Returning for the 21st year, the Mizel Arts and Culture Center (MACC) presents the Denver Jewish Film Festival, which will show 32 films over 13 days debuting with For The Love of Spock on February 8 at 5:30 p.m. For all those Trekkies out there, this marks the 50th anniversary of Star Trek, which makes the premiere a perfect way to celebrate.
This year the festival will focus on exceptional unsung heroes, past and present. Aside from coinciding with the anniversary of Star Trek, For The Love of Spock presents Leonard Nimoy as an unsung hero, both as a Jewish actor and as the character Mr. Spock. Apparently, Nimoy’s Judaism influenced some of his artistic choices with the role. Oh, and it’s directed by his son, Adam Nimoy. According to the website dedicated to the movie, it is the largest successful Kickstarter campaign for a documentary to date — clearly the fans were paying homage to a person who changed their lives in many ways. And mainly, For The Love of Spock seems to be a tribute from a son to a father. It also includes interviews with William Shatner, George Takei, Chris Pine and Zachary Quinto — all Star Trek cast members at some point during its legacy.
For the Love of Spock is not the only movie worth seeing at the Jewish Film Festival, though. For an endearing tale, Abulele is sure to capture many people’s hearts with a story about friendship across boundaries. In the same vain as Monsters, Inc and E.T., Abulele personifies some intangible quality of humanity into a mysterious beast and then pairs that beast with a kid. Friendship ensues and life lessons are thrown around like confetti. But truly, this film looks like a gorgeous piece of cinema, and this would be your chance to see it in the original Israeli version before it’s converted to American cinema. It will be showing on Sunday, February 19 at 12:30 p.m.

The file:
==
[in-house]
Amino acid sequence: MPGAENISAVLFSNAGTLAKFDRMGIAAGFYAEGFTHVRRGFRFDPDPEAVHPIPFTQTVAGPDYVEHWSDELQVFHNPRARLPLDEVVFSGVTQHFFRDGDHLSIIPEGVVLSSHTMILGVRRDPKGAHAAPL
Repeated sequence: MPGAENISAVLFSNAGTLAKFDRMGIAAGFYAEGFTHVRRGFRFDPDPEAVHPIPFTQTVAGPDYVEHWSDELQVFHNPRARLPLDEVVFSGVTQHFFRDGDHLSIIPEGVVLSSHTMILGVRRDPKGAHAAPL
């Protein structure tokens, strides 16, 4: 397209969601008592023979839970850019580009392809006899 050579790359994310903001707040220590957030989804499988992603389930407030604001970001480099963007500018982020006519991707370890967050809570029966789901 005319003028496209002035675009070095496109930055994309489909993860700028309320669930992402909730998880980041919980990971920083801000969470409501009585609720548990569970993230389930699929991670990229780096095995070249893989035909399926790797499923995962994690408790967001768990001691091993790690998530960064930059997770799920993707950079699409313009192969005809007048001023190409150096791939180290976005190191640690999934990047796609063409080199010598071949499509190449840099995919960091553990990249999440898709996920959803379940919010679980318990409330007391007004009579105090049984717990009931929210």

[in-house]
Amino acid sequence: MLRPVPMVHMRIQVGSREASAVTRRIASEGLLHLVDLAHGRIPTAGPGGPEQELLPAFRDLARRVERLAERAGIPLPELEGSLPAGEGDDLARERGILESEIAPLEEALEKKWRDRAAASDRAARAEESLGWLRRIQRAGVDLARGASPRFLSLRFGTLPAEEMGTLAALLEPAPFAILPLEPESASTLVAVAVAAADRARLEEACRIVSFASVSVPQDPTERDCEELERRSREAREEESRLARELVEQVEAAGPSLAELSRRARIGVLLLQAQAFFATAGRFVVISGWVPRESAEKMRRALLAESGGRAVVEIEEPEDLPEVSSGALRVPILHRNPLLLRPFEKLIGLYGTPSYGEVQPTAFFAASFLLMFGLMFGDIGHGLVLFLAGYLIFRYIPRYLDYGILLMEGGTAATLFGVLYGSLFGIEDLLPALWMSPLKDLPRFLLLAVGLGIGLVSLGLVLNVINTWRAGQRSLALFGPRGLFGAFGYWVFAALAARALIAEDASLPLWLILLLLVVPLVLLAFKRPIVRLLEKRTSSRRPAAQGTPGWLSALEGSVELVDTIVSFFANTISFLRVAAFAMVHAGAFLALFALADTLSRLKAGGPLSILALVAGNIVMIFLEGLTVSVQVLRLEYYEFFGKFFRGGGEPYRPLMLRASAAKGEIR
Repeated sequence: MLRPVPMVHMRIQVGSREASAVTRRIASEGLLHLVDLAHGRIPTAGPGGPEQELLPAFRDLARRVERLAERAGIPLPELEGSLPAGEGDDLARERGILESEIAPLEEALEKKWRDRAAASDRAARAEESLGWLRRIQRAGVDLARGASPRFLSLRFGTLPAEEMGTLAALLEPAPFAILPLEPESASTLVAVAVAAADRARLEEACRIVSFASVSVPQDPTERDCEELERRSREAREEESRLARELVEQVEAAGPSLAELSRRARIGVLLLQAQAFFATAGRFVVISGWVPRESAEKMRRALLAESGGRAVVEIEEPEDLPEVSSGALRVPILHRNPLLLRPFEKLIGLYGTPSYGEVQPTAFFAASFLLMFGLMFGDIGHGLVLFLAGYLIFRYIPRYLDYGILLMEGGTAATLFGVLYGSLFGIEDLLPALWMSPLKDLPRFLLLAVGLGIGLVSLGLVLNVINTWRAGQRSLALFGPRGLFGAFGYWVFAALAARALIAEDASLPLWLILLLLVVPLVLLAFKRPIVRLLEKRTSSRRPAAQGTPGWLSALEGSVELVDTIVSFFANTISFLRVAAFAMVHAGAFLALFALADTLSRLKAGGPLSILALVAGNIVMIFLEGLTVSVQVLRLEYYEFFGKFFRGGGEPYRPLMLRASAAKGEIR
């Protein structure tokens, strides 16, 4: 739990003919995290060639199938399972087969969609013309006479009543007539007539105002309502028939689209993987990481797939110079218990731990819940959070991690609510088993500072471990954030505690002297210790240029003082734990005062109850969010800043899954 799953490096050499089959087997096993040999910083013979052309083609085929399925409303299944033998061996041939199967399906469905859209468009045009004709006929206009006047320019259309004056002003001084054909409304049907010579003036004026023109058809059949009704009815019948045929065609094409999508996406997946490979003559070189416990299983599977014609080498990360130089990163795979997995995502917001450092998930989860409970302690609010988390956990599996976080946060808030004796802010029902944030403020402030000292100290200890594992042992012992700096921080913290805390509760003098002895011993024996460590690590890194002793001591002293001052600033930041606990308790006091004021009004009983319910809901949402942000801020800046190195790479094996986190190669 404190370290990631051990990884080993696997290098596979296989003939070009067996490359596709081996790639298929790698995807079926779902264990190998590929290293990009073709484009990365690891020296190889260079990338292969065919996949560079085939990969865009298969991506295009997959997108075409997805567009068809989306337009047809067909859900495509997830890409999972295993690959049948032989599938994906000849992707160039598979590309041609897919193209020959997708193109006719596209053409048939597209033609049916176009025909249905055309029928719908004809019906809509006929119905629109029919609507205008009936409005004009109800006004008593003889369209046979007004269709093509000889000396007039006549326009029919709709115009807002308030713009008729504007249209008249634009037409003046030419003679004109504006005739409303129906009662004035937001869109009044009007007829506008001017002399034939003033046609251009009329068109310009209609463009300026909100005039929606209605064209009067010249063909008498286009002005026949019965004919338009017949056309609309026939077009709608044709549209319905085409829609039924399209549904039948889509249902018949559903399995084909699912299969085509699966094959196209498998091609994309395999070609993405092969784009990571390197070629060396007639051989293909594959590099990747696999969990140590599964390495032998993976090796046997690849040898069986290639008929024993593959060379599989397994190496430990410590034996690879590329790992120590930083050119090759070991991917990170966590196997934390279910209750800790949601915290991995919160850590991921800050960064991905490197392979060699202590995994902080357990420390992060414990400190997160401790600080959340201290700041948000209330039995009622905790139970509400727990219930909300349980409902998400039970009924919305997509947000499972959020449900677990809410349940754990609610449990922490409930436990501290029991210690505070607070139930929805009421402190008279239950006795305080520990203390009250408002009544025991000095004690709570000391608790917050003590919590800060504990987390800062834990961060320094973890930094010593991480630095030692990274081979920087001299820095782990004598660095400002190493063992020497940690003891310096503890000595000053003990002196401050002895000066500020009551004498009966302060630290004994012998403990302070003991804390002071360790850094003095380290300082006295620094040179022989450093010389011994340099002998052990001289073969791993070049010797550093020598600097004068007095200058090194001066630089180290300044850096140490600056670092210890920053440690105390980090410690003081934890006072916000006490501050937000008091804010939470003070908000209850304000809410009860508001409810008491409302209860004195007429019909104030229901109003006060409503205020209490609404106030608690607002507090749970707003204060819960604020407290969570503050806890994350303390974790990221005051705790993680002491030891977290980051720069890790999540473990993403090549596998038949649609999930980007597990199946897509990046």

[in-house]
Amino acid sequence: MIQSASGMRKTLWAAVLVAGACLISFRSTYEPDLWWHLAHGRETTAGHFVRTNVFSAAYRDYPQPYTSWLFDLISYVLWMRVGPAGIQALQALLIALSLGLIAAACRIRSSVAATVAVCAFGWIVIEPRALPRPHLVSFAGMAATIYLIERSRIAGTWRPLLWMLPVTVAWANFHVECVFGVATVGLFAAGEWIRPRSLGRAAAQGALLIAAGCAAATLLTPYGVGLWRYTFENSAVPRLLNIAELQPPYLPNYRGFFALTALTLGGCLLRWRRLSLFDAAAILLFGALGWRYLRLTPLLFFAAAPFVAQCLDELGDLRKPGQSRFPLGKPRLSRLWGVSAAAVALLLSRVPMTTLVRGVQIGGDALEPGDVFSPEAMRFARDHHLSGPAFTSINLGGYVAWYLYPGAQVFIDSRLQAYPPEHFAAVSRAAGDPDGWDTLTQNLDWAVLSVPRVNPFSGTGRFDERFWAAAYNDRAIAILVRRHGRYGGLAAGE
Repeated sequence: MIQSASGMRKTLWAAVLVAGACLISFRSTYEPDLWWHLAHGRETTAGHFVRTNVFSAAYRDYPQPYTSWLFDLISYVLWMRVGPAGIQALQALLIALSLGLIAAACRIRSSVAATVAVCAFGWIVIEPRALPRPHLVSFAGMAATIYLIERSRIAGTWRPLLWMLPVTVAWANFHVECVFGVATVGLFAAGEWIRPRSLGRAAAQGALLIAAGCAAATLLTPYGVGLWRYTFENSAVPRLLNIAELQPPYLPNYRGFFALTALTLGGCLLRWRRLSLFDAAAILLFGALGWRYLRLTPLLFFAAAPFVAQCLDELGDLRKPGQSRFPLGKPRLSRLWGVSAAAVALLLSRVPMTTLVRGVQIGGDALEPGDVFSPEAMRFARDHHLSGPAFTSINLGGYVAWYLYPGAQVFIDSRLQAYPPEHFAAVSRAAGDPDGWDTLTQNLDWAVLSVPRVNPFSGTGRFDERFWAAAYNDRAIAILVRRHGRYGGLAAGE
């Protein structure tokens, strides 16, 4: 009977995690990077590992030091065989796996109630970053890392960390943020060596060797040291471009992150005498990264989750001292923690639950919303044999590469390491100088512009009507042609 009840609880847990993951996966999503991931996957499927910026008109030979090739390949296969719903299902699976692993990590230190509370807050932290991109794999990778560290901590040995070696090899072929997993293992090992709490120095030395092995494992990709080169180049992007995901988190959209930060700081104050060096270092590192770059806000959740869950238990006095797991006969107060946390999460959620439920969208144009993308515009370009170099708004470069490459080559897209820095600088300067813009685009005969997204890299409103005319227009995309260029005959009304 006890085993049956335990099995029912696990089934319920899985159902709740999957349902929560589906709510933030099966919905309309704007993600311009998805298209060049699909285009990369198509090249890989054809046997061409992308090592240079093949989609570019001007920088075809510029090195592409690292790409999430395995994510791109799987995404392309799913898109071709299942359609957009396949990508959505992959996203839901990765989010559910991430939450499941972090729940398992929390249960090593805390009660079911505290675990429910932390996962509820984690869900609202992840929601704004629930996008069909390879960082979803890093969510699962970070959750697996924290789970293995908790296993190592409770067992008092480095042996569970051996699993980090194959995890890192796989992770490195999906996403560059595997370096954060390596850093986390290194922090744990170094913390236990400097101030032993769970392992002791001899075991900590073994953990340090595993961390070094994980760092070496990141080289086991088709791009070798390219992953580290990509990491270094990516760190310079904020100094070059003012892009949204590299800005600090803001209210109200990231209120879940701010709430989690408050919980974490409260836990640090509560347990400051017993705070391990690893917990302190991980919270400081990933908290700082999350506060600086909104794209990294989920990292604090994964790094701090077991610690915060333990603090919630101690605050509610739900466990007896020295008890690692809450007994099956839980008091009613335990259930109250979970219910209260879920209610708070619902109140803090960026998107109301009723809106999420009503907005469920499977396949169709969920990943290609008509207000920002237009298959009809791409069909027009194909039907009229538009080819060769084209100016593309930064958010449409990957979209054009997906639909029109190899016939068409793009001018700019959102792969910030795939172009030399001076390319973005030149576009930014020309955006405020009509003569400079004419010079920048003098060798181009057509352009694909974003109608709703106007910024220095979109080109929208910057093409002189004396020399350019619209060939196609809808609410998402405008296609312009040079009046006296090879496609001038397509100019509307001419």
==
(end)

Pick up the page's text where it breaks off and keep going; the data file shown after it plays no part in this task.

With 13 days of films, there are plenty more to chose from. Atomic Falafel is a comedy by Israeli director Dror Shaul that looks to be similar to Dr. Strangelove, in that it’s over-the-top, sarcastic as hell and ultimately a biting commentary on current affairs. The Denver premiere of Disturbing the Peace, a documentary following the collaboration of the “Combatants of Peace” who were Israeli and Palestinian individuals working together with nonviolent activism in the midst of one of the most contentious situations, will be a timely film to see.
All films are either Jewish or Israeli cinema, and range from narrative features and documentaries to comedies, dramas and fairy tales.
The Denver Jewish Film Festival will screen films from February 8-20. Tickets for any showings during the festival are reserved and must be purchased ahead of time. Visit this website for a full schedule and this website to purchase tickets.
Live long and prosper.